What about Ridgeline’s mission do you connect with?
When I first came on board, I was having Signal calls with folks OCONUS every singe day. They were either Ridgeline employees or direct customers and I was helping them solve problems. It was a tactical mindset and we were serving the mission very directly. Today, I’m zooming out a bit, attending customer meetings and listening to what their challenges are so I can help bring them a solution. I’ve taken a step back from the tactical, but still get to assist our customers. At the end of the day, everything we do is supporting the missions of our customers and I connect strongly with that.
What resources have you taken advantage of in your time at Ridgeline?
I think the most important one is mentoring. I get mentoring from everyone. I have a recurring, one-hour session with one of our most senior engineers and he teaches me cool tech things that I would never have done on my own. Same thing with our performance coach – amazing resource that I’ve never seen anywhere else and it’s one of my favorites. I start a session telling him one issue I have, we talk it through, and end up talking about the things I didn’t even know I needed to talk about. He’s almost like a work therapist. I get a lot out of it.
Beyond that, I appreciate the hobby allowance. I use that not just for hobbies, but to gain three or four technical certs – Cisco, Linux, and a few other certifications. Each year I’ll go to a boot camp or get some online learning. I’m looking forward to using our new LinkedIn Learning portal too.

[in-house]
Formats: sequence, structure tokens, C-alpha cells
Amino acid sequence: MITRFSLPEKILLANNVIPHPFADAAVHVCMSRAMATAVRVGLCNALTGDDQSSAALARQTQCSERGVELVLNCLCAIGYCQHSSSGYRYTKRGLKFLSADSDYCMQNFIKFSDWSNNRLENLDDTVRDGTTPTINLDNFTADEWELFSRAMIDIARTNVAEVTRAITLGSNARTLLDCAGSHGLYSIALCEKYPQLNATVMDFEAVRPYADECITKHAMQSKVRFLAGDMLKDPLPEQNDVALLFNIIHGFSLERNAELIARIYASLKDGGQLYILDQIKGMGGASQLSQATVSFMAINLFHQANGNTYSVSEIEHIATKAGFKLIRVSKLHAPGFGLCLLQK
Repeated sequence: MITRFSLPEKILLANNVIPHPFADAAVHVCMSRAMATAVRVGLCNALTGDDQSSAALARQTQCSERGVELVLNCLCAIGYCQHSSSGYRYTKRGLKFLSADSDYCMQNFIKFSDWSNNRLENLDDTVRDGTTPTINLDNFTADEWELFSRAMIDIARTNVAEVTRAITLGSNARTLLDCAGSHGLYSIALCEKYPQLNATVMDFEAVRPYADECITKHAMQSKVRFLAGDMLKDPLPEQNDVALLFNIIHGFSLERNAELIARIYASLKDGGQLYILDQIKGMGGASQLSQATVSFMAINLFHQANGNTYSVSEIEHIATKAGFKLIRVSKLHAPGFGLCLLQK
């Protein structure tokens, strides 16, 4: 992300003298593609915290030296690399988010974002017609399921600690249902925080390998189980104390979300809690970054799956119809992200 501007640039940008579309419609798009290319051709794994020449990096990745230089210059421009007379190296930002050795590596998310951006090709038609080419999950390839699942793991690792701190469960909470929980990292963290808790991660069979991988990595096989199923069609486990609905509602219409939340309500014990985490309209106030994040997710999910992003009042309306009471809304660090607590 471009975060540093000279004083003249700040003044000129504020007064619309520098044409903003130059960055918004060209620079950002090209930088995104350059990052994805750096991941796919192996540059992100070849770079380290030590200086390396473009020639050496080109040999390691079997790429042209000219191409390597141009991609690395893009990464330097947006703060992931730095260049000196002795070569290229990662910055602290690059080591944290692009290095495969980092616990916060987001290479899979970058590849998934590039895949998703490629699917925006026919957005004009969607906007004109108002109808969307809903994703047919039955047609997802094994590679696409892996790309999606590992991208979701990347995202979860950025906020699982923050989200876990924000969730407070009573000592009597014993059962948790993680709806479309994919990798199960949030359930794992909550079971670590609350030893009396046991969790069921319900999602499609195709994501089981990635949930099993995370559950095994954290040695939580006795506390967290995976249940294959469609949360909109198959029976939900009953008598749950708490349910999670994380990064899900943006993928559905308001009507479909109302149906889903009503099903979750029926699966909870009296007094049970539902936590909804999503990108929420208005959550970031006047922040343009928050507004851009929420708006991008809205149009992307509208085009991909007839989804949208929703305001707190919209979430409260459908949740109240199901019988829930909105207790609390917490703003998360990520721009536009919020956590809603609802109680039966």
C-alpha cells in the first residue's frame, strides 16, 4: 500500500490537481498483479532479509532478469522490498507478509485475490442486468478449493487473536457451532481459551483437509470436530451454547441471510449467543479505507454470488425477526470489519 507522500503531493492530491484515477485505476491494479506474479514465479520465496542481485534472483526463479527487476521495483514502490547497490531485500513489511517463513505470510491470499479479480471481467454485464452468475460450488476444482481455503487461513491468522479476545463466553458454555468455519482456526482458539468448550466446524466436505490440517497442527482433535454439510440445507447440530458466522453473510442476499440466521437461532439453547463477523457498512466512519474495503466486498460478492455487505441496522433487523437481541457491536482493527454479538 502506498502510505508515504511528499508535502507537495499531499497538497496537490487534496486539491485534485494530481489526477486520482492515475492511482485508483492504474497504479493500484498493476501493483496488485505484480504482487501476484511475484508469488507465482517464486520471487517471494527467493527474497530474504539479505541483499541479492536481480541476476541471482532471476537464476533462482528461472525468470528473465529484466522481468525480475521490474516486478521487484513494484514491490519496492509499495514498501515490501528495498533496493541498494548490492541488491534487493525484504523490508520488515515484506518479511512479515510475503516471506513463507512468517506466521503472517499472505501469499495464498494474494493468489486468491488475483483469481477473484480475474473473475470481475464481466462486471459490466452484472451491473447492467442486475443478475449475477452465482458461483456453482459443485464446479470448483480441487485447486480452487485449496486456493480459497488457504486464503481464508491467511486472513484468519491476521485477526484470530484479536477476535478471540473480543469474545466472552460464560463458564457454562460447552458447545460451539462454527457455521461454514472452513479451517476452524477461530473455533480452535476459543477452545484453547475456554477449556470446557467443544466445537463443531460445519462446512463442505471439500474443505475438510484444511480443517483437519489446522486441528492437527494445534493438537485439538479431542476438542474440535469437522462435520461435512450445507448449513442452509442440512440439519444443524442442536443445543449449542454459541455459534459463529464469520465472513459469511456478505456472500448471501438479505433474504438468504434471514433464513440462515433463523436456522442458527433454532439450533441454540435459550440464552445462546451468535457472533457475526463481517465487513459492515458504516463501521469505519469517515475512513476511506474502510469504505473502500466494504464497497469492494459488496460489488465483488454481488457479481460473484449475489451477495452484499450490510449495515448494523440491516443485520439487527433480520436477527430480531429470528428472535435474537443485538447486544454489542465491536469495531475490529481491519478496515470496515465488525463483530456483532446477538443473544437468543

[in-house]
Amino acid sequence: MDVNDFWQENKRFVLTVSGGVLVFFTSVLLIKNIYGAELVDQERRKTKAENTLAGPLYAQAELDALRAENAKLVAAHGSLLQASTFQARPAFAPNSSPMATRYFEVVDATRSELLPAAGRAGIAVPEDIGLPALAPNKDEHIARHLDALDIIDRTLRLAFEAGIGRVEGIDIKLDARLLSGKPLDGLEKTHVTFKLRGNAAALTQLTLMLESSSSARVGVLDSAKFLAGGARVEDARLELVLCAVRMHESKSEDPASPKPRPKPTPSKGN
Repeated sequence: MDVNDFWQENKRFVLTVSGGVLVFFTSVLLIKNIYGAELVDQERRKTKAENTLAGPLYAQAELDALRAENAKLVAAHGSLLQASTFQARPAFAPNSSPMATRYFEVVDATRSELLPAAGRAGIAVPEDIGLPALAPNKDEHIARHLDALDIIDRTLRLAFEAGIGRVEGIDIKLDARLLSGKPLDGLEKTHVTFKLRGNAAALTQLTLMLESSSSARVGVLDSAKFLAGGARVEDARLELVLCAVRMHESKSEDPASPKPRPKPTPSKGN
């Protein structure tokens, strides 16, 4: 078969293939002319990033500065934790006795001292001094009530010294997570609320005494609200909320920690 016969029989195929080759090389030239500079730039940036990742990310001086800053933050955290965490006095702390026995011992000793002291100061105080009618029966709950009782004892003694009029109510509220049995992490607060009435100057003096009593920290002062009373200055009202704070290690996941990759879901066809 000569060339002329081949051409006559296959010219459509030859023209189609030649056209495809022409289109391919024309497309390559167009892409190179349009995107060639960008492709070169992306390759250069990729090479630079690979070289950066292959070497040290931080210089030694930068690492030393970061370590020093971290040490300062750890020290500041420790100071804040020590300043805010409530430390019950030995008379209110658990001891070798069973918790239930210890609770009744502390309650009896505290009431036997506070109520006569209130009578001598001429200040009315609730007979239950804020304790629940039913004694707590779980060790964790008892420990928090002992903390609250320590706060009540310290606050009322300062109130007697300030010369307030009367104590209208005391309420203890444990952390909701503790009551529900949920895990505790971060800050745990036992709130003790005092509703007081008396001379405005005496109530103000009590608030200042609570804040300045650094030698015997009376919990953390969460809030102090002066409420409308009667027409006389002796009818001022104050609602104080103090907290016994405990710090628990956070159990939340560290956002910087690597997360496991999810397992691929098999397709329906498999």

How have you grown professionally in your time at Ridgeline?
I was never a manger of people before I came here. I’ve been a functional leader, I’ve been a product leader, I’ve been a project leader, but I’ve never been a manager on timesheets, PTO, performance reviews, and I’ve grown a lot there. In my other roles, I’ve worked with proprietary software and was put in a box where you do one thing. Whereas here, everyone is matrixed. Everyone is doing so many different things that you get a big blanket of experience and knowledge that you typically don’t get other places.
Do you have any fun Ridgeline stories to share?
Oh man, the Ridgeline birthday party a few years ago stands out. We had an All Hands meeting and when Erik (our CEO) wrapped up, he said – by the way, everyone go outside. There were three buses out there to take us all to Punchbowl Social. No one knew it was happening and it was completely unexpected. There was food, there were drinks, games, et cetera. It was fun! It was a way for us to kind of just hang out and do something outside of work. Very cool.